Invite a response. Make your letter clear that you would like to receive a response to your letter. You may wish to place a deadline for this response and/or indicate what action will be taken if they fail to meet the deadline (e.g.: “If I do not hear from you by August 1, 1994, I will have no choice but to pursue legal remedies in this matter.”)
Send a thank-you note to encourage further cooperation. If you have received a favorable response to your letter, be sure to send a thank-you note. This encourages favorable responses to future problems which may arise with other consumers.
KEEPING A LOG OF YOUR COMPLAINT
A simple problem often mushrooms into a complicated, elaborate series of events or transactions involving many dates, people, and actions. The best way to remember all the important aspects of the problem is to keep a record or log of all the relevant events. It is also best to keep this record ongoing . In other words, do not try to remember dates, names and events three weeks after they happened. Instead, keep a log and write these things down as they occur.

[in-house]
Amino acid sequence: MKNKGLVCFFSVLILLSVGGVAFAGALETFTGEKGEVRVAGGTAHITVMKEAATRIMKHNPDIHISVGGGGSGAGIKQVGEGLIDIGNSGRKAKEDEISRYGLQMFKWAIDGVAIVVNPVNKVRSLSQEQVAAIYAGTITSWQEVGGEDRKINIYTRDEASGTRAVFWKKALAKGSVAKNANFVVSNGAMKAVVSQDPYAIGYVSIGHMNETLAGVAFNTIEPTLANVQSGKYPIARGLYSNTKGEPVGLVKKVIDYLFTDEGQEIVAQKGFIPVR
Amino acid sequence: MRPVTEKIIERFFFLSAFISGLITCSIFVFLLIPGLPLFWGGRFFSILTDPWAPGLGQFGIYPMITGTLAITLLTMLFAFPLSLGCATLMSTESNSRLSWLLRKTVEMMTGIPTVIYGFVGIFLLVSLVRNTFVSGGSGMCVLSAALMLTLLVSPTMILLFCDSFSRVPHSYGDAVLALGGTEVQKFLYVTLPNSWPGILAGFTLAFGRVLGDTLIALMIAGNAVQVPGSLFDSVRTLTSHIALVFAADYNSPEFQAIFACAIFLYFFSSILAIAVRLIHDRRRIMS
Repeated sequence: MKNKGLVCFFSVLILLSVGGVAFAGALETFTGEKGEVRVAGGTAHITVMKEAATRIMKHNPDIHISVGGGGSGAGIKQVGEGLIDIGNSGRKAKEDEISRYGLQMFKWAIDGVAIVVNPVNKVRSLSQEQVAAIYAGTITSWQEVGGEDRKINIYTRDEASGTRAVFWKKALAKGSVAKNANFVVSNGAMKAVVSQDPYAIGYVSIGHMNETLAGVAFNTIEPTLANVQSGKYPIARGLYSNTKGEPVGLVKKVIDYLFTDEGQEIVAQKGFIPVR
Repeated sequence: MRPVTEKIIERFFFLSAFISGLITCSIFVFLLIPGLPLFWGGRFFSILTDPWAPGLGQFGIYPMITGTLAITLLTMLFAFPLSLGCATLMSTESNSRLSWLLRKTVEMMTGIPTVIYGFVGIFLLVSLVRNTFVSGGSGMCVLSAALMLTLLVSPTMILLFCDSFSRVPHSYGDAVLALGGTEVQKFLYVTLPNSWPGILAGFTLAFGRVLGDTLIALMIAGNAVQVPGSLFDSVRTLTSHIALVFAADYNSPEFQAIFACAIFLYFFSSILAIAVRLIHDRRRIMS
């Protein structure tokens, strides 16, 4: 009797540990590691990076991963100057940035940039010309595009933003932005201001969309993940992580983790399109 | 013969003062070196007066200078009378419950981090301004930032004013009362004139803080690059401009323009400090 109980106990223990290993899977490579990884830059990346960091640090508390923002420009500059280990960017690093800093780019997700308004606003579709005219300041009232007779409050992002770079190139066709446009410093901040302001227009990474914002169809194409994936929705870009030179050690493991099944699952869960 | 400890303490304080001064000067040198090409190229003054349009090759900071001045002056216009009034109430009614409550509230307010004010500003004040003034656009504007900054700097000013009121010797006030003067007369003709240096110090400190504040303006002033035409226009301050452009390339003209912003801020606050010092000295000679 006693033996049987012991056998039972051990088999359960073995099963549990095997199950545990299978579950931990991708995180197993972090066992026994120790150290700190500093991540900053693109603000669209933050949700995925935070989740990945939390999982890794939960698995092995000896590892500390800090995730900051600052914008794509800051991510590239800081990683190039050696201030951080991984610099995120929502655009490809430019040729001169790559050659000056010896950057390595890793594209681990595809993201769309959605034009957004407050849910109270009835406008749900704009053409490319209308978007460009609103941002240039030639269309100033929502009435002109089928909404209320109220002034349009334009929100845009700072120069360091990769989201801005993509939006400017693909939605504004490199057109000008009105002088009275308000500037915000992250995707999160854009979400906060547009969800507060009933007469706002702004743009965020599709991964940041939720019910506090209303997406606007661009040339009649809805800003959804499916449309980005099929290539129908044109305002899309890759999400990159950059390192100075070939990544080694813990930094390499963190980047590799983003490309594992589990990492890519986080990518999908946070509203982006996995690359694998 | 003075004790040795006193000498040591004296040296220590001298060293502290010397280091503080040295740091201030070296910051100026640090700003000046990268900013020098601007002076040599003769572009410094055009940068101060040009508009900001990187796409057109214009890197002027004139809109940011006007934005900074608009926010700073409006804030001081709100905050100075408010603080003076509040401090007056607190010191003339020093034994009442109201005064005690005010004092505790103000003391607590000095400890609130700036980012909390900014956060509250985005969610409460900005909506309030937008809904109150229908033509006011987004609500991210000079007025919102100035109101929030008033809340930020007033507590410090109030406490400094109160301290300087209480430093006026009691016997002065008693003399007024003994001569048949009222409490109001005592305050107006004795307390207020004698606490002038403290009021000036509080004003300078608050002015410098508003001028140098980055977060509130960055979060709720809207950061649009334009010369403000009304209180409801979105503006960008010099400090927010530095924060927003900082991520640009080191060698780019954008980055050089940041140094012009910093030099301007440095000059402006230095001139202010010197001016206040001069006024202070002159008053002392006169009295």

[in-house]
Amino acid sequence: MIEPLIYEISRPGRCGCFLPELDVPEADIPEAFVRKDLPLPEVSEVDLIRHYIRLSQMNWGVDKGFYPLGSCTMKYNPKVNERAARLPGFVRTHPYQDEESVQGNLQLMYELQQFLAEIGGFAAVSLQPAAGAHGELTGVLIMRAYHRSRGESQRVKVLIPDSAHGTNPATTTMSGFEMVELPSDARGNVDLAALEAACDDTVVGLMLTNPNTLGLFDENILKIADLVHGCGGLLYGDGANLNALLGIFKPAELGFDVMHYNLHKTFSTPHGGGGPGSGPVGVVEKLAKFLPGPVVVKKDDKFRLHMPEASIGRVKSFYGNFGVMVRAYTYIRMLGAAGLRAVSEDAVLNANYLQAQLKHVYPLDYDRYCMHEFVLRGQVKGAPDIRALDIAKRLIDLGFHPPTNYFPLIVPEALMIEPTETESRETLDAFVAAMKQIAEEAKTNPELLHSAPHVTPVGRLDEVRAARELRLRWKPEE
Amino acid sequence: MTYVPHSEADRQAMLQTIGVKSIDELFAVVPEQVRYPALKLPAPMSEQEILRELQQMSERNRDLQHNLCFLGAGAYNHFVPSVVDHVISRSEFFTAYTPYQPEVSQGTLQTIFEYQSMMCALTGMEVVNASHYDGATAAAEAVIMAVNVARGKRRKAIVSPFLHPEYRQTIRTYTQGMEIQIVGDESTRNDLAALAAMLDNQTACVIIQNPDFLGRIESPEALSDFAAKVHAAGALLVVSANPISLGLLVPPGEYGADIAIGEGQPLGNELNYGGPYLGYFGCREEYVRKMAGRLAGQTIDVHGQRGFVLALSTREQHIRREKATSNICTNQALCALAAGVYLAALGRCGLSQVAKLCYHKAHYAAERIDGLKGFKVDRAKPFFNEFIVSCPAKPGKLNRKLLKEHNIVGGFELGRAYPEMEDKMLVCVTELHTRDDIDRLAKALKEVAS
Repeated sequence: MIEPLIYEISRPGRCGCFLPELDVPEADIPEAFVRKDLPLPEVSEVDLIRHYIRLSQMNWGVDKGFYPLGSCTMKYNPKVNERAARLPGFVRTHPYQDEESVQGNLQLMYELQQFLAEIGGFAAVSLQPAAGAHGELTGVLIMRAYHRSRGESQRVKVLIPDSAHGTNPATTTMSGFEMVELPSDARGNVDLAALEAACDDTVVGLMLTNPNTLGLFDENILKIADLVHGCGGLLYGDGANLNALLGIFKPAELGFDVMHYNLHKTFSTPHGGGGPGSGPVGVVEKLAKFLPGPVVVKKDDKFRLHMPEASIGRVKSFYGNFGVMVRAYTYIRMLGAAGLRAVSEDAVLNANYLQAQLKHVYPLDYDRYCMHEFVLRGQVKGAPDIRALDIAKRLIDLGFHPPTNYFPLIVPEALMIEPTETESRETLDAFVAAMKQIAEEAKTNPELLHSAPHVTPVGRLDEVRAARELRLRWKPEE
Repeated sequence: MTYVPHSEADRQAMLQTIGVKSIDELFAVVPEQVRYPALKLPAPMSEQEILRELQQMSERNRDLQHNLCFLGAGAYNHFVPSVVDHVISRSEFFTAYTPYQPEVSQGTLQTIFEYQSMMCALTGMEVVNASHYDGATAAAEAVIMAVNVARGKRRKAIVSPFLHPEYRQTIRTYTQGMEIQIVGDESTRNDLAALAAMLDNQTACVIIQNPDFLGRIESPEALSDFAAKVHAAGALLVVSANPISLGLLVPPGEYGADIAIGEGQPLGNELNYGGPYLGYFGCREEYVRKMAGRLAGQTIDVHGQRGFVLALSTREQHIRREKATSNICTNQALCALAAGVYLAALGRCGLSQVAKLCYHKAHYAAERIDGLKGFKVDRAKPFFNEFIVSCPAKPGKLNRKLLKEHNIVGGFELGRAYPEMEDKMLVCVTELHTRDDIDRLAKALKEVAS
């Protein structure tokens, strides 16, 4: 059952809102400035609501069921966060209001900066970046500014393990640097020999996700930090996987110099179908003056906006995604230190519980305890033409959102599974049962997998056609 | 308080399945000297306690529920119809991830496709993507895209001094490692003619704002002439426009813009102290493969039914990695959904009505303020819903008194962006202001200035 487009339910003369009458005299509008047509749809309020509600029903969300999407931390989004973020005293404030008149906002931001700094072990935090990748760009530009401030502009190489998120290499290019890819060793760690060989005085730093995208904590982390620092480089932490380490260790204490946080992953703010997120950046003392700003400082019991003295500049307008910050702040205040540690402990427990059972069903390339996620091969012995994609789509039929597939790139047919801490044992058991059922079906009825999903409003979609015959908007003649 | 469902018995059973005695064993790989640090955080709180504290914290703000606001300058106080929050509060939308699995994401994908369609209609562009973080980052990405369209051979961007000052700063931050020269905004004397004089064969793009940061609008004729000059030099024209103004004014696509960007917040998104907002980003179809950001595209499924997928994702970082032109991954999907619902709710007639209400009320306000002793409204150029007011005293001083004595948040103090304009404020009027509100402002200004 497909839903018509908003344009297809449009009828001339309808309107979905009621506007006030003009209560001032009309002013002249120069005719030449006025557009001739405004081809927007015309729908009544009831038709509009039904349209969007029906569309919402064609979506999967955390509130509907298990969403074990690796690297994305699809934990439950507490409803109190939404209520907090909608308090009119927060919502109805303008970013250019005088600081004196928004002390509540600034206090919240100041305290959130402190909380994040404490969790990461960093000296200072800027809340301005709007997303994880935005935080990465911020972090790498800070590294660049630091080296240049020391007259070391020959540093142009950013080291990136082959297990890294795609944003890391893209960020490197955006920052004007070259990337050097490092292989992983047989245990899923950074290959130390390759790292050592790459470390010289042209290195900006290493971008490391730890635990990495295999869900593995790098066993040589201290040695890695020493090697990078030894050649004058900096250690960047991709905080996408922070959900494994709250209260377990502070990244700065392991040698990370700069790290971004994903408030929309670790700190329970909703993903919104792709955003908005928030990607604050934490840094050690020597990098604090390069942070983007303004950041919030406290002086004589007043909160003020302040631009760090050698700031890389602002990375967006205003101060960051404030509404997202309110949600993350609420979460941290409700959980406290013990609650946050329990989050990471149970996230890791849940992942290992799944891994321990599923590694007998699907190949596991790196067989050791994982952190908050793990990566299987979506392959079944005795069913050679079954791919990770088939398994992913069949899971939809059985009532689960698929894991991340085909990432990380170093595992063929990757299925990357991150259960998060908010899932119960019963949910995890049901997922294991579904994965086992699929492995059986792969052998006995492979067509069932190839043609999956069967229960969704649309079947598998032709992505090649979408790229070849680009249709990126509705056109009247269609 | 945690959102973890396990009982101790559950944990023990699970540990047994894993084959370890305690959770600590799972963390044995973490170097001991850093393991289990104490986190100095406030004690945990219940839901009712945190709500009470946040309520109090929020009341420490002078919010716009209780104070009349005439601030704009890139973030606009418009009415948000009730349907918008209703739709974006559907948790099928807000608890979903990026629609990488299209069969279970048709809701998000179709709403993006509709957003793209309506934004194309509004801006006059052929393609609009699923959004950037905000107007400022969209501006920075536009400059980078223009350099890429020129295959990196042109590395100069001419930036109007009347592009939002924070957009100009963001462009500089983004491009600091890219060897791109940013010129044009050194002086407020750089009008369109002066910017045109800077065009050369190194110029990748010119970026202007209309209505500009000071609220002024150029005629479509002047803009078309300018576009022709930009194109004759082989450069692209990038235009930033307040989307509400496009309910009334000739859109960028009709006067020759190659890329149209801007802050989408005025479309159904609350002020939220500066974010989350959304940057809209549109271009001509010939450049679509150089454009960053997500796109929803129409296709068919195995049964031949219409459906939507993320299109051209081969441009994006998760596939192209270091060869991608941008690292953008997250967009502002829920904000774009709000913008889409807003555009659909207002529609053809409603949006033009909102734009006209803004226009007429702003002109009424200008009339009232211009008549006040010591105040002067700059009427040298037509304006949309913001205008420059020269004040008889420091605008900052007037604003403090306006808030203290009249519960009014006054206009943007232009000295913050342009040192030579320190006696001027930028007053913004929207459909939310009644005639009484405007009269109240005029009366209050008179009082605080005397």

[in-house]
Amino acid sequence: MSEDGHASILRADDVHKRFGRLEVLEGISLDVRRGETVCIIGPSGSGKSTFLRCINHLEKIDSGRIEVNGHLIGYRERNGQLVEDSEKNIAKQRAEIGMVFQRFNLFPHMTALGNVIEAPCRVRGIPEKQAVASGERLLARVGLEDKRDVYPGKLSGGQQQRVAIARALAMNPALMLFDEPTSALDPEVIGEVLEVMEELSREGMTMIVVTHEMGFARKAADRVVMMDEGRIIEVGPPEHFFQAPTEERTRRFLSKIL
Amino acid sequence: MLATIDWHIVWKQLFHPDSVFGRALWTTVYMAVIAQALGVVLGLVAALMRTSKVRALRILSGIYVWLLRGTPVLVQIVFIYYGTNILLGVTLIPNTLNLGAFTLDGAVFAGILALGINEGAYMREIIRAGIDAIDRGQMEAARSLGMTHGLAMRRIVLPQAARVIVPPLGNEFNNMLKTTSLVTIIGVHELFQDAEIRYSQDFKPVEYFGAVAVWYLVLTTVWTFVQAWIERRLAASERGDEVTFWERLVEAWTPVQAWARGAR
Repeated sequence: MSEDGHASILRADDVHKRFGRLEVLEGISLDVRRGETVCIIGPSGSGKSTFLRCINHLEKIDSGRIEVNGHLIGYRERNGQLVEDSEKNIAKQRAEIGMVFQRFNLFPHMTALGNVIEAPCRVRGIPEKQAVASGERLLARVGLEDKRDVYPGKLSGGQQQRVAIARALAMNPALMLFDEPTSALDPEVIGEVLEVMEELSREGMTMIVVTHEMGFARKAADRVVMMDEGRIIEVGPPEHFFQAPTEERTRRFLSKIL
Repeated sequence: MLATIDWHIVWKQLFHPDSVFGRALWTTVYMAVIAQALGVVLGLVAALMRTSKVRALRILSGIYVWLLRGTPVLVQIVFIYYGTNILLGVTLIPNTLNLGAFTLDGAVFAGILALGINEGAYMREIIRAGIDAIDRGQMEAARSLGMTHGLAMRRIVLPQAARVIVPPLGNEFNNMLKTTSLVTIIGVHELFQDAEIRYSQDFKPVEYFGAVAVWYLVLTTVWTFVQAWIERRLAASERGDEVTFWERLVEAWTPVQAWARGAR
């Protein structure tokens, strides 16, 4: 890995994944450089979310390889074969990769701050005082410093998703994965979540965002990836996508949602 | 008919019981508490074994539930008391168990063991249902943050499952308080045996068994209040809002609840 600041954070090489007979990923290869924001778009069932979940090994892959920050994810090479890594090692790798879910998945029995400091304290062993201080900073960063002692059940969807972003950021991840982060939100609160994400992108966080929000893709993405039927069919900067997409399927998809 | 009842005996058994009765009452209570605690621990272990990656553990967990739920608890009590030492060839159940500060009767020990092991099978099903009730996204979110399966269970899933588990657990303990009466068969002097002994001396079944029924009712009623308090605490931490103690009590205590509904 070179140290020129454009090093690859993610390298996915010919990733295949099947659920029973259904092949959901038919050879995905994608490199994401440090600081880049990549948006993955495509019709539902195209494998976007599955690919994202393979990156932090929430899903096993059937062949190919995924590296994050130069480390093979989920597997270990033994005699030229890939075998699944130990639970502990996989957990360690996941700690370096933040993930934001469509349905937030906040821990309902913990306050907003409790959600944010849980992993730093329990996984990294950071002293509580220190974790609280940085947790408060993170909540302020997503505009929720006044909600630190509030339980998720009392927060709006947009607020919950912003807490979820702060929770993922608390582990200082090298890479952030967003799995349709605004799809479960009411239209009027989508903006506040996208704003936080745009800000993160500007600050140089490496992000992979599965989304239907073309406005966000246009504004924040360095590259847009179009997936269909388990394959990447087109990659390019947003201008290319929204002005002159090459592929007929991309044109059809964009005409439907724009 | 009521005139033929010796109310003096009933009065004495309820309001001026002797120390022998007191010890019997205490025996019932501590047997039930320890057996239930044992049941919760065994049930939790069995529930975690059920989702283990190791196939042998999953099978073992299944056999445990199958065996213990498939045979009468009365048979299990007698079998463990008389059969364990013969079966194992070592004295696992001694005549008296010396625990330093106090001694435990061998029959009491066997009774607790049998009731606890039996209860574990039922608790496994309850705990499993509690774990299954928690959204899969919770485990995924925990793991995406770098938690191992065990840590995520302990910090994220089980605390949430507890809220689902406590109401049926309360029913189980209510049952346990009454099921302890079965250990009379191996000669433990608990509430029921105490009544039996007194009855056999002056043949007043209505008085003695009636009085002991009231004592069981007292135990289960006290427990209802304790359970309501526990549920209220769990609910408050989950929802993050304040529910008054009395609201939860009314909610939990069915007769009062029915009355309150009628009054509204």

Your log should be written chronologically and should include such information as:
- the full names and positions of all the people you have spoken or written to about the problem
- the date of each problem you have had
- the nature of each problem you have had
- the time you have taken to resolve the particular problems
- conversations you’ve had with persons about the problem and the dates of such conversations
For instance, the following log shows the various problems a couple had with their car. Logs kept by consumers often prove an effective method in establishing cases under the Lemon Law and my lead to an arbitration decision calling for a full refund of their money.
February 3, 1995 Odometer Reading: 2,300 miles
Transmission dies (Jean driving) just before Pali Tunnel. Car towed to X dealer for repair.
February 6, 1995 Odometer Reading: 2,340 miles
Car picked up from X dealer. Spoke with Mr. X who says problem will not recur.
May 15, 1995 Odometer Reading: 2,835 miles
Car dies at Kahala Mall (David driving). Car towed to X dealer. Dealer claims owner abuse: syrup spilled in transmission mechanism…New transmission mechanism ordered.
June 15, 1995
Car still in shop. Called Dealer X. Spoke with state Department of Commerce and Consumer Affairs. They suggest filing a claim with the State Certified Arbitration Program (SCAP).
July 1, 1995
Sent certified letter to manufacturer asking for response to problem.
July 15, 1995
Submitted demand for arbitration to SCAP.